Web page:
Journal Article

Beyond “law vs. politics” in constitutional adjudication: lessons from South Korea

Chaihark Hahm

in International Journal of Constitutional Law

Published on behalf of The New York University School of Law

Volume 10, issue 1, pages 6-34
Published in print January 2012 | ISSN: 1474-2640
Published online January 2012 | e-ISSN: 1474-2659 | DOI: http://dx.doi.org/10.1093/icon/mos004
Beyond “law vs. politics” in constitutional adjudication: lessons from South Korea

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Taking its cue from Michel Rosenfeld’s formulation of a paradox arising from comparison of American and European constitutional adjudication systems, this article seeks to situate the development of constitutional adjudication in Korea within a global context. The growing influence of Korea’s Constitutional Court has attracted the charge that it is acting too politically, as well as judicializing politics. One symptom of this was the recent political row over the appointment of the Court’s president. The Korean debate thus has much in common with the global discussions on judicialization and politicization triggered by the recent trend toward “court-centered” constitutionalism—a phenomenon with which our vocabulary and framework for discussing constitutionalism have yet to catch up. In order, however, to fully understand the sources of the debates surrounding the Korean Court, certain institutional settings and practices must be noted: procedures for appointing the Court’s members, obligation to publicize dissents, absence of abstract/a priori review, and difficulty of constitutional amendments. Such factors conspire to create an environment in which a putatively “European-style” court is made to appear and operate more like the US Supreme Court, thereby generating talks of politicization and judicialization.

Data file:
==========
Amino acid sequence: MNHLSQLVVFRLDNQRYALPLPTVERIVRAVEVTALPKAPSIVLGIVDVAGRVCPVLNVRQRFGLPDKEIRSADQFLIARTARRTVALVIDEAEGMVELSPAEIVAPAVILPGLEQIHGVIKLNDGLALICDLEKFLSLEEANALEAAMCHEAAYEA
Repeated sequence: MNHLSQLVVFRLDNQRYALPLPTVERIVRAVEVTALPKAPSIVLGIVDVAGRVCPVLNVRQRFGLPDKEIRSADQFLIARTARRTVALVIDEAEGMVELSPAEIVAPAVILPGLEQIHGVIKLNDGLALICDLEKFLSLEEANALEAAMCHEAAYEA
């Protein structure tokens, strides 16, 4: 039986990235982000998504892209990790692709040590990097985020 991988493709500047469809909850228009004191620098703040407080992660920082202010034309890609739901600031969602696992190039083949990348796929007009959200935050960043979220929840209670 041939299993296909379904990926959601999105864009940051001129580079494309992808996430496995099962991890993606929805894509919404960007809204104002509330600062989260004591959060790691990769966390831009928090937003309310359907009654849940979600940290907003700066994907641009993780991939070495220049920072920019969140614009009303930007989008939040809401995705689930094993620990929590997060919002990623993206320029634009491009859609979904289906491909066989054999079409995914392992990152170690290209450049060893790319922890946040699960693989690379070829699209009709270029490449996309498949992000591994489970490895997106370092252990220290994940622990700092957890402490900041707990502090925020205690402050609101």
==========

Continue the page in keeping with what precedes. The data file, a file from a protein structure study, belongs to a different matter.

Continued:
Journal Article.  15132 words. 

Subjects: Constitutional and Administrative Law ; UK Politics

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